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Benefits of black tea and green tea: An Antihypertensive study

Compounds in both green and black tea relax blood vessels by activating ion channel proteins in the blood vessel wall, according to a new study from the University of California, Irvine. The research sheds light on tea's antihypertensive effects and could pave the way for the development of novel blood pressure drugs.

Geoffrey Abbott, PhD, a professor in the Department of Physiology and Biophysics at the University of California, Irvine, made the finding, which was published in Cellular Physiology and Biochemistry. "KCNQ5 potassium channel activation underlies vasodilation by tea," a paper titled "KCNQ5 potassium channel activation underlies vasodilation by tea," was first authored by Kaitlyn Redford, a graduate student in the Abbott Lab.

According to the findings, two catechin-type flavonoid chemicals found in tea (epicatechin gallate and epigallocatechin-3-gallate) activate a specific type of ion channel protein known as KCNQ5, which permits potassium ions to diffuse out of cells and lower neuronal excitability. Because KCNQ5 is found in the smooth muscle that lines blood arteries, it was hypothesized that its activation by tea catechins would relax blood vessels, which was validated by researchers at the University of Copenhagen.

"We discovered that particular catechins bind to the foot of the voltage sensor, which is the portion of KCNQ5 that allows the channel to open in response to cellular excitation, using computer modelling and mutagenesis studies." According to Abbott, "this binding allows the channel to open considerably more quickly and early in the cellular excitation process."

Because hypertension affects up to one-third of the world's adult population and is the leading modifiable risk factor for worldwide cardiovascular disease and premature mortality, new techniques to treating hypertension have immense potential to enhance global public health. Previous research has shown that drinking green or black tea can lower blood pressure by a modest but constant amount, and catechins have been linked to this effect. The discovery of KCNQ5 as a novel target for tea catechins' hypertensive actions should help with medicinal chemistry optimization for better potency and efficacy.

KCNQ5 is expressed in numerous areas of the brain, where it modulates electrical activity and signalling between neurons, in addition to its involvement in modulating vascular tone. There are pathogenic KCNQ5 gene variations that disrupt channel function and cause epileptic encephalopathy, a severe debilitating developmental condition characterized by frequent seizures. Because catechins may traverse the blood-brain barrier, their capacity to activate KCNQ5 could point to a future technique for repairing malfunctioning KCNQ5 channels and alleviating brain excitability disorders caused by them.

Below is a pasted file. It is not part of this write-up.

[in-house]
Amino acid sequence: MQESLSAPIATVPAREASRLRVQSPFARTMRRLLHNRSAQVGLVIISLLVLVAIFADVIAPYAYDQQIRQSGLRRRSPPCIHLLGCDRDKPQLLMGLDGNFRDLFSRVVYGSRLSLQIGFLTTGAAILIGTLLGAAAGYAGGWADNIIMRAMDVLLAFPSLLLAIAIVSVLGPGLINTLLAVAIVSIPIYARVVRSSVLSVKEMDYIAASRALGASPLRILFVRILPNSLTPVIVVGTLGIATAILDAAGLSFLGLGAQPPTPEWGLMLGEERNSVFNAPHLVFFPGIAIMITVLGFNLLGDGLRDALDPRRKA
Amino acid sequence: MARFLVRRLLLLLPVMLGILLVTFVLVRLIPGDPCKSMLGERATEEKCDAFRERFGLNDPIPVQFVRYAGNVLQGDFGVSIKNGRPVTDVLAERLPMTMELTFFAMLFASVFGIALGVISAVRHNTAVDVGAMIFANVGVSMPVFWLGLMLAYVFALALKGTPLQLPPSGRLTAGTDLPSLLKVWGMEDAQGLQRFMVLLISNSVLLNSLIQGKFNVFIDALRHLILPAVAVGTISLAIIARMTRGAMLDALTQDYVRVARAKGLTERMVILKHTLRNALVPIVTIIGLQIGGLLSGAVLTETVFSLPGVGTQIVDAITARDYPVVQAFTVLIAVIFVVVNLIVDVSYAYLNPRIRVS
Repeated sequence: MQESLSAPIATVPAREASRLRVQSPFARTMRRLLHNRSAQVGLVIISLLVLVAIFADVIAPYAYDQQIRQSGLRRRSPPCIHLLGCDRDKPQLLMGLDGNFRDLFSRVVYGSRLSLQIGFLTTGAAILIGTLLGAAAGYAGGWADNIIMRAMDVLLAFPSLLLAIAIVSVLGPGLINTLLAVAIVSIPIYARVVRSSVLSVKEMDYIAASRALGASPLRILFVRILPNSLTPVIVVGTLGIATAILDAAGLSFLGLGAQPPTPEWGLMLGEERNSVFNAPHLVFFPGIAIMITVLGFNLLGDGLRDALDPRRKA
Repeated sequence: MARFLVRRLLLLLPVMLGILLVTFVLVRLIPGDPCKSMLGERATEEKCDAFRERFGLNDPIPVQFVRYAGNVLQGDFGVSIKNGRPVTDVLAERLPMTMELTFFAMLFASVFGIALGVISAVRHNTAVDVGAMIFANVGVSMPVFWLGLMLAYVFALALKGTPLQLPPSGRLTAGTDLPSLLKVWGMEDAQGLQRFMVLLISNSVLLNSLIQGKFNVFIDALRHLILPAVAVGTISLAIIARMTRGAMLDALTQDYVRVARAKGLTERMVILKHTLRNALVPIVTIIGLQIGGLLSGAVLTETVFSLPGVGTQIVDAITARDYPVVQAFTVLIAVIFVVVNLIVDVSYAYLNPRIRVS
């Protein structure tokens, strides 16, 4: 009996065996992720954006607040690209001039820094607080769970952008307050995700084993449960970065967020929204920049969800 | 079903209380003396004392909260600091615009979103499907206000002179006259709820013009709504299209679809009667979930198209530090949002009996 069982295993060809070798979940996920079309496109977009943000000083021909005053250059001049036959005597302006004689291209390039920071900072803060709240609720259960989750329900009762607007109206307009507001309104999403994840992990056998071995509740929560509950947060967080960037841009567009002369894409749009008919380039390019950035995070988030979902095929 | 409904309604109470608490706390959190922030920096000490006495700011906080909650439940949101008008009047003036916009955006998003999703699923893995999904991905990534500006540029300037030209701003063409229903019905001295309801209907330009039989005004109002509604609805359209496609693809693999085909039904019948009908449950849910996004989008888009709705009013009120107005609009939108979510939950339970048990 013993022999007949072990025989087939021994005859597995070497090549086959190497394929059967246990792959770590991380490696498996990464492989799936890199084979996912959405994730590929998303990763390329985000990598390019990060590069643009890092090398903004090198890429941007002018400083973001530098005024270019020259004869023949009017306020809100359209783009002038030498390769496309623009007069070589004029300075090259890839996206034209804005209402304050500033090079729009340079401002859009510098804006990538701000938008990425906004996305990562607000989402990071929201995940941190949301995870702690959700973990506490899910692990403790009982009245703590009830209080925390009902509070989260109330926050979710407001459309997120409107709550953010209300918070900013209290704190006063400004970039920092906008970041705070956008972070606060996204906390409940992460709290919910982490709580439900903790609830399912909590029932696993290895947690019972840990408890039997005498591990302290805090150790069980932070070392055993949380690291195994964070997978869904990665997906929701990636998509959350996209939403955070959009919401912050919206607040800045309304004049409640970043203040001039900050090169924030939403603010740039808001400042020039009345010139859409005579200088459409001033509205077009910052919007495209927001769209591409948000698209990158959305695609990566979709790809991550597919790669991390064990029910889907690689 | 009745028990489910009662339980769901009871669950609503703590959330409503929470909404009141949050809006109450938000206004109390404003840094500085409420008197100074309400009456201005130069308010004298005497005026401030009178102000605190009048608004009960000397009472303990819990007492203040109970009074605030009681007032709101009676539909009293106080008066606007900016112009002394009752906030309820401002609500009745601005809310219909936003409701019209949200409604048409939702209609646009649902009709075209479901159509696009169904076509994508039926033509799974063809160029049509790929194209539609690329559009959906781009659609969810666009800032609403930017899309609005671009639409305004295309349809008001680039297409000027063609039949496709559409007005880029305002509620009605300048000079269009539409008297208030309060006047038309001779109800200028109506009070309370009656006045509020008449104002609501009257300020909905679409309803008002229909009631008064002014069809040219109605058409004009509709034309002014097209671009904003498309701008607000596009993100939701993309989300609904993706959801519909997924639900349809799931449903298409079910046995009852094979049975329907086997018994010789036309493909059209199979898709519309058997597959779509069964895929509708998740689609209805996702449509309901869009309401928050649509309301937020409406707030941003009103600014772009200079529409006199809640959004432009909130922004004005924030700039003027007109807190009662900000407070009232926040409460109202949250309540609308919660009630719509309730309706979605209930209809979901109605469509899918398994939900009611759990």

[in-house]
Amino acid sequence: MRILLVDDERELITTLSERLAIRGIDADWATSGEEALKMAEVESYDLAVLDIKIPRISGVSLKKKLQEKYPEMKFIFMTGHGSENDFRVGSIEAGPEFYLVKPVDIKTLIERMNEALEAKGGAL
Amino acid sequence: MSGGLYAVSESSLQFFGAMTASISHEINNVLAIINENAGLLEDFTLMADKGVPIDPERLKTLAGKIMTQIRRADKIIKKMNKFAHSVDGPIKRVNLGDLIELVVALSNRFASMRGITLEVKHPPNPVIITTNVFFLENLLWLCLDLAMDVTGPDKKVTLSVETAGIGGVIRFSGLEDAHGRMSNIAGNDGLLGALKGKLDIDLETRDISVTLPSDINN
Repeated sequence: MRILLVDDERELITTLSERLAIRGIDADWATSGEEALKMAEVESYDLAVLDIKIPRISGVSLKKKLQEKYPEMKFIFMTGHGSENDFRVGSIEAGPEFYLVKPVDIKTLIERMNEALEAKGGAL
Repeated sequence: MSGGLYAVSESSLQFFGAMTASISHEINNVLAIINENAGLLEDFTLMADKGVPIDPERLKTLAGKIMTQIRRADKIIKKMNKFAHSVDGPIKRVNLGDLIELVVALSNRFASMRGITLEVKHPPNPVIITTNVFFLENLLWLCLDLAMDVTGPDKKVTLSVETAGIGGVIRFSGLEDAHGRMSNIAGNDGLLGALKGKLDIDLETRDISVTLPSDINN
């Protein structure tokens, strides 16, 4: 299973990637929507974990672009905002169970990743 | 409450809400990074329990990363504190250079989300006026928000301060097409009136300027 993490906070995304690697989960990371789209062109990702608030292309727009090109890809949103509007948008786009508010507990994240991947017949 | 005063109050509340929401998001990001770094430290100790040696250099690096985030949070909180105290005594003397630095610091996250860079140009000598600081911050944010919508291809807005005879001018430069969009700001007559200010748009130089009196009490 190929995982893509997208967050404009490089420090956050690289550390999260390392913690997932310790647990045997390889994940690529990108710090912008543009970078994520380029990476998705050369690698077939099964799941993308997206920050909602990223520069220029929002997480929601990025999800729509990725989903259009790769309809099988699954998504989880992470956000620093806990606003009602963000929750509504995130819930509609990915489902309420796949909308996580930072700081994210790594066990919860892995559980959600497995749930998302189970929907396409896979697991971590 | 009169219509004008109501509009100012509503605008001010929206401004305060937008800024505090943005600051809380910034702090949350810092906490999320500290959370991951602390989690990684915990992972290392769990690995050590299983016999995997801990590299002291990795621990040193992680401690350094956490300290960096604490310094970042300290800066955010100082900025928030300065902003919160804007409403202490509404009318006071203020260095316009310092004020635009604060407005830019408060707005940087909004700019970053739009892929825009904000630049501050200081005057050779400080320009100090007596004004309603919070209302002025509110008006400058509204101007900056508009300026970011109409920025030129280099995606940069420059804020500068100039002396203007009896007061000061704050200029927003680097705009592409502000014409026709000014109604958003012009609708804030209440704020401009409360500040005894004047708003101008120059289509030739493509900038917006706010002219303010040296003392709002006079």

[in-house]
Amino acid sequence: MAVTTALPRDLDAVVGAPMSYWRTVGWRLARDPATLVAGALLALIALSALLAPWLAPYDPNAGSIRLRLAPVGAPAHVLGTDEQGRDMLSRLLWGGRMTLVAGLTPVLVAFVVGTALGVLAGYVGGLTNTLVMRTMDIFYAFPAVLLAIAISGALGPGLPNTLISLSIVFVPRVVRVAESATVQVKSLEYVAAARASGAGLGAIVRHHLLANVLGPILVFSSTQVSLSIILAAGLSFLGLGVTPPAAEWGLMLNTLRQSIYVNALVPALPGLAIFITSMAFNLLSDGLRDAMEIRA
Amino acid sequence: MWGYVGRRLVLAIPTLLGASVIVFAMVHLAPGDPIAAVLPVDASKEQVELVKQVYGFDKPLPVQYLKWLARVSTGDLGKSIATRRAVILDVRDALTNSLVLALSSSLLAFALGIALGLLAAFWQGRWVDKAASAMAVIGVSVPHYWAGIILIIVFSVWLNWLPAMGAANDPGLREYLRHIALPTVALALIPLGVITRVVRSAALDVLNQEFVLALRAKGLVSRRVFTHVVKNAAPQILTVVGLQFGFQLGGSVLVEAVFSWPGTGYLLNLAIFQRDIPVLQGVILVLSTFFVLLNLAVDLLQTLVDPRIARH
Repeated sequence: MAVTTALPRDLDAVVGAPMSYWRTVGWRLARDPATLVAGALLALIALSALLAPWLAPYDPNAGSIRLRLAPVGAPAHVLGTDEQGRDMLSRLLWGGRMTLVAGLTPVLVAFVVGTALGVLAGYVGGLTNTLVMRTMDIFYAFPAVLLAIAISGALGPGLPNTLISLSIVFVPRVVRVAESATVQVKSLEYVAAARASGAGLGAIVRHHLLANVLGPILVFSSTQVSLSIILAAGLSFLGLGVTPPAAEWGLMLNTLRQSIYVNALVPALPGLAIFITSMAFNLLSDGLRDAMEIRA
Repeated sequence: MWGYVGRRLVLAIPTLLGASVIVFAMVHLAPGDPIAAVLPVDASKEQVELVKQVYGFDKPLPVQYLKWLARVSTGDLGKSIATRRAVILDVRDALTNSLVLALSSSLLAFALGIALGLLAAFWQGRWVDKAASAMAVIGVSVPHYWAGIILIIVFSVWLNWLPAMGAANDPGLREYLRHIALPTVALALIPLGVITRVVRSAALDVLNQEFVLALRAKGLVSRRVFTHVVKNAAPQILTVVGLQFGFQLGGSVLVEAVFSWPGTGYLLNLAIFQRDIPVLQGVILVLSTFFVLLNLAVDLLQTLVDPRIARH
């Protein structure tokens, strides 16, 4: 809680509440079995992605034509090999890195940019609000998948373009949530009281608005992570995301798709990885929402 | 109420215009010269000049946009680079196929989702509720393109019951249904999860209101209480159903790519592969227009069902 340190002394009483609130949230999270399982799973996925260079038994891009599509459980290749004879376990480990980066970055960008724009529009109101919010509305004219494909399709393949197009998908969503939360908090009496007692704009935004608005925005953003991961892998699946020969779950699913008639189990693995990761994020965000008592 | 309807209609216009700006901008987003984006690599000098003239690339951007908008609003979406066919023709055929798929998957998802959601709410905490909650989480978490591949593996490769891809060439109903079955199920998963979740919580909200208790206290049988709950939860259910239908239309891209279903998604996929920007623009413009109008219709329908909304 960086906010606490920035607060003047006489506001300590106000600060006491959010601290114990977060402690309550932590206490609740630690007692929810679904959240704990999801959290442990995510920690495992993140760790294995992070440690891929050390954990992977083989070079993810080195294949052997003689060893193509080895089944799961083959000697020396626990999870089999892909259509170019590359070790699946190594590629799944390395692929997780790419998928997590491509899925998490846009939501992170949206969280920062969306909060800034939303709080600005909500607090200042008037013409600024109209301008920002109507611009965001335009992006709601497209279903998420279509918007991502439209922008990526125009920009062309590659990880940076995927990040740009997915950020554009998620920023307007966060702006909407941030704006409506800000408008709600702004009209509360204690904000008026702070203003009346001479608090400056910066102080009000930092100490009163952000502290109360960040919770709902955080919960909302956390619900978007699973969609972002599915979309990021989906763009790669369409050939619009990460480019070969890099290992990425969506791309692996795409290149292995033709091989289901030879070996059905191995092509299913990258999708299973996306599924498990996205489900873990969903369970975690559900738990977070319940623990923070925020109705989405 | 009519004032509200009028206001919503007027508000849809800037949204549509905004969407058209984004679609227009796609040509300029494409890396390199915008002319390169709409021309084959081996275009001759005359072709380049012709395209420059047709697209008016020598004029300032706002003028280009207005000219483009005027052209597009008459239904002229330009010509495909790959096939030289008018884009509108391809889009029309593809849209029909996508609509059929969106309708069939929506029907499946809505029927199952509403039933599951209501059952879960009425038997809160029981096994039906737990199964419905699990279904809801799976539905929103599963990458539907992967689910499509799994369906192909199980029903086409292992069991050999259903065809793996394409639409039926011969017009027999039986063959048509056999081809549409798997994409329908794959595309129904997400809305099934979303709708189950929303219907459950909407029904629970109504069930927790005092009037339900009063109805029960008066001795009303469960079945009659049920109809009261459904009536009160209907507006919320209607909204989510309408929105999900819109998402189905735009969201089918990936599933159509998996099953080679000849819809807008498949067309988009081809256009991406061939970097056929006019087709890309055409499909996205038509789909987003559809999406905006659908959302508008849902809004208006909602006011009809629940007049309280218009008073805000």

Tea has been manufactured and eaten for almost 4,000 years, and around 2 billion cups of tea are consumed each day around the world, second only to water in terms of volume consumed. The three most popular caffeinated teas (green, oolong, and black) are all made from the leaves of the evergreen Camellia sinensis plant, with the distinctions originating from differing levels of fermentation during the tea-making process.

In nations such as the United Kingdom and the United States, black tea is typically blended with milk before being drank. When black tea was directly administered to cells containing the KCNQ5 channel, the researchers discovered that adding milk blocked the tea's beneficial KCNQ5-activating effects. Abbott, on the other hand, claims that "We don't feel that this indicates that in order to reap the benefits of tea, one must drink it without milk. We are certain that the environment in the human stomach would separate the catechins from the proteins and other compounds in milk that would otherwise prevent catechins from exerting their positive effects."

Other investigations have confirmed this concept, with tea providing antihypertensive effects regardless of milk consumption. Using mass spectrometry, the researchers discovered that heating green tea to 35 degrees Celsius changes its chemical composition, making it more effective in activating KCNQ5.

"This temperature is obtained once tea is drunk, regardless of whether it is consumed iced or heated," Abbott noted, "since human body temperature is roughly 37 degrees Celsius." "As a result, simply drinking tea activates its antihypertensive characteristics."

The National Institutes of Health, the National Institute of General Medical Sciences, the National Institute of Neurological Disorders and Stroke, the Lundbeck Foundation, and the Danmarks Frie Forskningsfond all contributed to this research.


Kaitlyn E. Redford, Salomé Rognant, Thomas A. Jepps, Geoffrey W. Abbott. KCNQ5 Potassium Channel Activation Underlies Vasodilation by Tea. Cellular Physiology and Biochemistry, 2021 DOI: 10.33594/000000337

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